They finish one another’s sentences. At times, they yuck it up like frat brothers. And in the strongest testament of their bond, after 20 years in the brutal business of marketing and selling pre-construction condominiums, Philip J. Spiegelman and Craig S. Studnicky are still standing.
“Frankly, I think we are doing better than most marriages in the United States,” said Spiegelman, co-founder and principal of ISG, an Aventura-based real estate brokerage that is among a handful in Miami specialized in marketing and selling pre-construction condominiums for developers. “We came out of the recession with the simple philosophy of having a few quality clients with like mind.”
Twenty years may not be all that long, as corporate milestones go, but given the tumultuous history of Miami’s condominium sector over recent years, survival has been a feat.
When the condo bubble burst and Miami became the global poster child for speculation and overbuilding, ISG was besieged on all sides: As prices tanked, unit buyers reneged on pre-construction condo contracts, looking to ISG to get back their 20 percent deposits. Developers, choked with unsold units, chimed in with demands that advances on commissions paid to ISG agents had to be returned because the deals fell through.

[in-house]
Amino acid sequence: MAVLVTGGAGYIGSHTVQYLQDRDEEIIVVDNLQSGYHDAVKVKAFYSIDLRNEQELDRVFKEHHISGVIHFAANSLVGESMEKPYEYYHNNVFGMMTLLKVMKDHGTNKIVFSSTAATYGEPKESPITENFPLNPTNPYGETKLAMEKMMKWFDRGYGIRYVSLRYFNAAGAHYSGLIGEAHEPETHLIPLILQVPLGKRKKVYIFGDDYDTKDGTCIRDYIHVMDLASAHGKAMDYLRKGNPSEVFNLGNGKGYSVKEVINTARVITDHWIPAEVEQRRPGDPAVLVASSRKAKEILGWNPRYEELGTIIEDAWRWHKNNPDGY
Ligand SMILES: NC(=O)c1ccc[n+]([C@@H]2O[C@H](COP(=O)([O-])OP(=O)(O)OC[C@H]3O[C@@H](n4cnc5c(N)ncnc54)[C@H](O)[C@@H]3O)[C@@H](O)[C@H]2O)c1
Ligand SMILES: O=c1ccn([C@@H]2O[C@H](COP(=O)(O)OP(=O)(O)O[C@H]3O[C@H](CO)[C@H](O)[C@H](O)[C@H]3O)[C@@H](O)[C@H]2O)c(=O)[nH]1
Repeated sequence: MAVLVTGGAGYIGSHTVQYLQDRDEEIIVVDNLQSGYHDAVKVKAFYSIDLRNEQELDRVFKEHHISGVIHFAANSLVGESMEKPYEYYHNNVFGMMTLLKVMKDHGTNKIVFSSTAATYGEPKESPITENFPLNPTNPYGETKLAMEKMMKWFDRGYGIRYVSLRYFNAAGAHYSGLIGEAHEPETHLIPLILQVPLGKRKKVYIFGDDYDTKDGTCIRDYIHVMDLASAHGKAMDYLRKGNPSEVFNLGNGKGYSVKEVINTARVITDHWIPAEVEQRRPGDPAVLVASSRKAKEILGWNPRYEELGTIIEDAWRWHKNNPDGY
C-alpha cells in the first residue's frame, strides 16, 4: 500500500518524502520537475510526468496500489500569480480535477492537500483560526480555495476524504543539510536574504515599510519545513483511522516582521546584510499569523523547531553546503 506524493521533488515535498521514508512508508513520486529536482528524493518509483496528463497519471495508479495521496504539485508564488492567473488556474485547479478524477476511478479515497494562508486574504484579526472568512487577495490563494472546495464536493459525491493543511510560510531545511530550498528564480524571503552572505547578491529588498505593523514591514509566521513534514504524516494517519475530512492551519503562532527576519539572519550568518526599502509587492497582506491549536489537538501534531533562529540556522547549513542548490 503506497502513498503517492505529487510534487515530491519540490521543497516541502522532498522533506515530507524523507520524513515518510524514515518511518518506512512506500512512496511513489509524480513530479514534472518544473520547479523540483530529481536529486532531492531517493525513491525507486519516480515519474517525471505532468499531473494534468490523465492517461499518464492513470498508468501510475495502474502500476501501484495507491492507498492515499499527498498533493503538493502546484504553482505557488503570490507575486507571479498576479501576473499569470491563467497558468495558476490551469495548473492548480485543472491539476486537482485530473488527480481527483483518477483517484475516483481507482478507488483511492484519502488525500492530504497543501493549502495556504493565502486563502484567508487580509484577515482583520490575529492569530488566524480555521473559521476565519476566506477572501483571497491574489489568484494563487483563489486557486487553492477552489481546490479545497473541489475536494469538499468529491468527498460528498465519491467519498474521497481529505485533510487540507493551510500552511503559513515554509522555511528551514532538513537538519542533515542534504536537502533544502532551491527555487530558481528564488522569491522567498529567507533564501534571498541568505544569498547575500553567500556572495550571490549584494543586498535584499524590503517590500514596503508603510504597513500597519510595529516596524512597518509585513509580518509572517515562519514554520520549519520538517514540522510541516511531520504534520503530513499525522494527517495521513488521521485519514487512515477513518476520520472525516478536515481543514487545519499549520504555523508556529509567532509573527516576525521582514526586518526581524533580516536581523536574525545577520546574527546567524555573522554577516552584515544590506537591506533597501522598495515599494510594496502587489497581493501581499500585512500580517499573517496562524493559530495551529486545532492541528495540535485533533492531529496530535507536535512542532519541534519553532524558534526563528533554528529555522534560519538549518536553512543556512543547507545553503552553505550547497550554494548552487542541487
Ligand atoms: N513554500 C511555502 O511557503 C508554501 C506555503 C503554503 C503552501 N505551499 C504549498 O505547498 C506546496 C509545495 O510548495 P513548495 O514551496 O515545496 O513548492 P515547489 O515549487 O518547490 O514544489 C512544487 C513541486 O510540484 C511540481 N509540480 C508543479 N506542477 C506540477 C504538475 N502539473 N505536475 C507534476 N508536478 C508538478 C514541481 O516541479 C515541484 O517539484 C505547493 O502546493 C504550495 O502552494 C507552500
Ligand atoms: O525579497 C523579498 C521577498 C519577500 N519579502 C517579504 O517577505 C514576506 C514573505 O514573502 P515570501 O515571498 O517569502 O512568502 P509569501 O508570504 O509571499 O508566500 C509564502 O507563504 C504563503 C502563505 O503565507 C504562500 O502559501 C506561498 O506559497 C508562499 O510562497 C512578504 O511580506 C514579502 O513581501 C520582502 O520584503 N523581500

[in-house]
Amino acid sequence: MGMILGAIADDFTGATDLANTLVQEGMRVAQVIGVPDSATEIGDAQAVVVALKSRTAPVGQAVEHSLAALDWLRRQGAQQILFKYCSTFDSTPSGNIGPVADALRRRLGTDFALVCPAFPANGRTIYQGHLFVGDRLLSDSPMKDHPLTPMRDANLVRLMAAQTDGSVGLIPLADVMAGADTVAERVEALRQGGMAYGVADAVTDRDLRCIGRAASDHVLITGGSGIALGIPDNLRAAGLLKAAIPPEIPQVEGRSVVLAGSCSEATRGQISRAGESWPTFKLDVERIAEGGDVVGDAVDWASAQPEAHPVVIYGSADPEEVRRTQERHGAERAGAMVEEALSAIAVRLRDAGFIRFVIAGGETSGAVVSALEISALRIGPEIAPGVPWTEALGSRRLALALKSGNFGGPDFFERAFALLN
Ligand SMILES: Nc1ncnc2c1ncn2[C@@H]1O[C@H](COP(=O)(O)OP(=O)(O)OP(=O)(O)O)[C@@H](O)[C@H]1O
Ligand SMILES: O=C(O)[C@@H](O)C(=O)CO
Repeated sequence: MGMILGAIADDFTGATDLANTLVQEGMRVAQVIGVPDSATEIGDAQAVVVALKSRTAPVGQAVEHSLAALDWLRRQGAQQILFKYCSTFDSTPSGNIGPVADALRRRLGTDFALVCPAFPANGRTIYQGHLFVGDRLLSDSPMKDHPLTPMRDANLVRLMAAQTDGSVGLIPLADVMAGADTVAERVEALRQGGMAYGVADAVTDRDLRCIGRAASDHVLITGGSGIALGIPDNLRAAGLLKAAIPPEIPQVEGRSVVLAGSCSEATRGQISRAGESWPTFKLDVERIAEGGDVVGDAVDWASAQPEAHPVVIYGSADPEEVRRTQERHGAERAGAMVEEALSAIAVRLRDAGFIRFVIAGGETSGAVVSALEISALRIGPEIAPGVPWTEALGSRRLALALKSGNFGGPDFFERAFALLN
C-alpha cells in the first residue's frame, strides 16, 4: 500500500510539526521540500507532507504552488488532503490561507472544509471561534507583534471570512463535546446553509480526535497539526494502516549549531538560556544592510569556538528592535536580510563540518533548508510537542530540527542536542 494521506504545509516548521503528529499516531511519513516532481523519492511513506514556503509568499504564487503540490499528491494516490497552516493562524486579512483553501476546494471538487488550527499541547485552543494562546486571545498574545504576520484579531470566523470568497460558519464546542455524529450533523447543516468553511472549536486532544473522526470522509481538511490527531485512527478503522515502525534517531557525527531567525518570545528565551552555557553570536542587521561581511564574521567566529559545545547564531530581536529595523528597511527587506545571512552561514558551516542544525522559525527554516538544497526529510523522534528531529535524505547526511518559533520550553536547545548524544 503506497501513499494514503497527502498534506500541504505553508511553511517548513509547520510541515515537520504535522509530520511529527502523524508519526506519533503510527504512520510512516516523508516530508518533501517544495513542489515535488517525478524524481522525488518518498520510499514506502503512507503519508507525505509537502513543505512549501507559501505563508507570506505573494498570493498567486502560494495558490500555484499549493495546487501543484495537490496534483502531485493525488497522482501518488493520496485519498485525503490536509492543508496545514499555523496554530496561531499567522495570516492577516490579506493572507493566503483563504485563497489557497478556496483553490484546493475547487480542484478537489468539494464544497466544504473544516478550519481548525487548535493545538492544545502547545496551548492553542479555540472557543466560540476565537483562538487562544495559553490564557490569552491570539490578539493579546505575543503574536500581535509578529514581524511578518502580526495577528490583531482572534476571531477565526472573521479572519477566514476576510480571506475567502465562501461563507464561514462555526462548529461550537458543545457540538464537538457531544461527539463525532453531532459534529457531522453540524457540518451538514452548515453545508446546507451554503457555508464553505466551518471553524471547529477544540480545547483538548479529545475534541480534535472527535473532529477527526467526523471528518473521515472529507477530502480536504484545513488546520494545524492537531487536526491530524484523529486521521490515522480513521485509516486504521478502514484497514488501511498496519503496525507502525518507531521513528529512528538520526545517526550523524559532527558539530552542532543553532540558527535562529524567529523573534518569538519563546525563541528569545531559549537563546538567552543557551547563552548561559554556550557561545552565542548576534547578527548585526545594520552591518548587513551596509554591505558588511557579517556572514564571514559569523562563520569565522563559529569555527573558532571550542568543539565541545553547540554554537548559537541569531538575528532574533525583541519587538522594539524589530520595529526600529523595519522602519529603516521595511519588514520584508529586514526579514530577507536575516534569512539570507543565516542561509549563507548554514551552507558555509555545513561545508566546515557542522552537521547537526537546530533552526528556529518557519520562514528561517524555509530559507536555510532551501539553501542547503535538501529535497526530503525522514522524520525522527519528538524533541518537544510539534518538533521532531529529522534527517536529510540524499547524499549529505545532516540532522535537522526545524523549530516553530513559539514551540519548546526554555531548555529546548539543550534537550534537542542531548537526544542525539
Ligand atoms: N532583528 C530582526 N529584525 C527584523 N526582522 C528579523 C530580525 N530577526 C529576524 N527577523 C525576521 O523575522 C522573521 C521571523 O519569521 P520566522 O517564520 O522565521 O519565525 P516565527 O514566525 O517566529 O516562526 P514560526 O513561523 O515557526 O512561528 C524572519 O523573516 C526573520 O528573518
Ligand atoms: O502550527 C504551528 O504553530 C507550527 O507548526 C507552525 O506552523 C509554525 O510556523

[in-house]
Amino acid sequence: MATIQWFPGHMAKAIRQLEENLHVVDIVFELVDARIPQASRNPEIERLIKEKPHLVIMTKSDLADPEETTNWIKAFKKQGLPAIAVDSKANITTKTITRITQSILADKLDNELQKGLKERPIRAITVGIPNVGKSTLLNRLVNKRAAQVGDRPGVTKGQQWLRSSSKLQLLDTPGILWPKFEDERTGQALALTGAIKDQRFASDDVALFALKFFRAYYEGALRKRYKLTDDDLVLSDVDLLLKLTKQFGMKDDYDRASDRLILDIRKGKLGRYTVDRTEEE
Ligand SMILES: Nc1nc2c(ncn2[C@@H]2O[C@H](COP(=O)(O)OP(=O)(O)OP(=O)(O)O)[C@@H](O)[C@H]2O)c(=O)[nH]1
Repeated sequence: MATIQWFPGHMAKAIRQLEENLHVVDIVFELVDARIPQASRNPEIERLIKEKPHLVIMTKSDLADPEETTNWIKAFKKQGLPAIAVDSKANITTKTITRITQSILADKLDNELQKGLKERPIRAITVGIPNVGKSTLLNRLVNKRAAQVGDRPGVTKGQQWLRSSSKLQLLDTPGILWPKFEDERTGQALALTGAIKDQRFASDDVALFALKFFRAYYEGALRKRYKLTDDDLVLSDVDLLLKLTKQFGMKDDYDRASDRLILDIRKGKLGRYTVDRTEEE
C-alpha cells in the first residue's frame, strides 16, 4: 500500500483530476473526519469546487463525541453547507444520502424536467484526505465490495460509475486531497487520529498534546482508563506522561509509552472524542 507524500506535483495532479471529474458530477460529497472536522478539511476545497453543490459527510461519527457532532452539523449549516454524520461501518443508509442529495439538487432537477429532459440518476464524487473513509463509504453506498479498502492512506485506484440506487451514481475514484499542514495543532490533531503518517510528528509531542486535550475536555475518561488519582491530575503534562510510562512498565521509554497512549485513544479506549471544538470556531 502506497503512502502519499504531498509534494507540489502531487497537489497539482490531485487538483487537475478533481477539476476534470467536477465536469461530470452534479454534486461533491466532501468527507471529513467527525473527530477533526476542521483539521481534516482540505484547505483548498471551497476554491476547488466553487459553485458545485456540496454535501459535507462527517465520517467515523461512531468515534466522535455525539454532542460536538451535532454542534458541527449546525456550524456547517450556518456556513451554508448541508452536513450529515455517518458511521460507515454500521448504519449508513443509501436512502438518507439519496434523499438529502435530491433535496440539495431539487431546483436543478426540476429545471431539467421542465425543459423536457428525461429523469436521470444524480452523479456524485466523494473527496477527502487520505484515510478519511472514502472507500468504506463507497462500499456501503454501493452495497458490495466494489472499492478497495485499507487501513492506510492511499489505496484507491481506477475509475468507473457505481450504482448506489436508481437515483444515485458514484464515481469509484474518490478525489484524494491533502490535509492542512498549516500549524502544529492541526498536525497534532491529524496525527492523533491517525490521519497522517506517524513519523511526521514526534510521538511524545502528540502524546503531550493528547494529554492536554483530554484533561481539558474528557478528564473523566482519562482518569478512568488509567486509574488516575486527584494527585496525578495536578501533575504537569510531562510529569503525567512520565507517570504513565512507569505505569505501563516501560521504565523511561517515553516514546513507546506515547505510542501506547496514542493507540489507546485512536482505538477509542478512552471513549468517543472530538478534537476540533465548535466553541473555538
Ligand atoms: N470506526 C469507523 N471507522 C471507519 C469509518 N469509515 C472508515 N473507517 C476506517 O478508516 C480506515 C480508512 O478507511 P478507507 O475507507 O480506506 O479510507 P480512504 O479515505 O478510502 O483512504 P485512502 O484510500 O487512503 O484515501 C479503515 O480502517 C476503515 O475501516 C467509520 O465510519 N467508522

“Buyers asked us to protect their deposits and brokers asked us to protect their commissions. We weren’t able to do either,” said Studnicky, also co-founder and principal. After extensive negotiations, Studnicky said, the company was able to “mitigate” the situation and work out differences.
This time around, Spiegelman and Studnicky said, they are confident Miami real estate is on firmer ground. One key reason: Developers have been financing projects largely with big deposits from unit buyers — a practice that deters most speculators and keeps the pace of construction in step with demand. It is an argument repeated often by developers and brokers in South Florida these days, as one new project after another is proposed.
As South Florida’s latest condo cycle has hit its stride, business has brightened for ISG.
In 2011, after the recession, Spiegelman and Studnicky formed a joint venture with Miami mega-developer Jorge Pérez — Related ISG International Realty — to market several new Related Group projects.
Related ISG was tasked with handling sales and marketing for Apogee Beach, a 22-story, 49-unit luxury condominium in Hollywood Beach, and MyBrickell, a 28-story, 192-unit condominium in downtown Miami. Related recently closed on the units in Apogee Beach and expects to begin turning over units of MyBrickell any day.
Those projects — the first two condominiums Related launched after the crash — were early examples of the buyer-deposit model that has been driving the current boom.
Under that approach, condo buyers — mostly cash-rich foreigners looking for an investment or a second home — pony up big deposits on pre-construction units, typically upwards of 50 percent of the purchase price. (For Apogee Beach and MyBrickell, buyers agreed to pay a whopping 80 percent of the purchase price in a series of payments before closing.) Developers generally can use the buyers’ deposits to finance construction, except for 10 percent that is escrowed.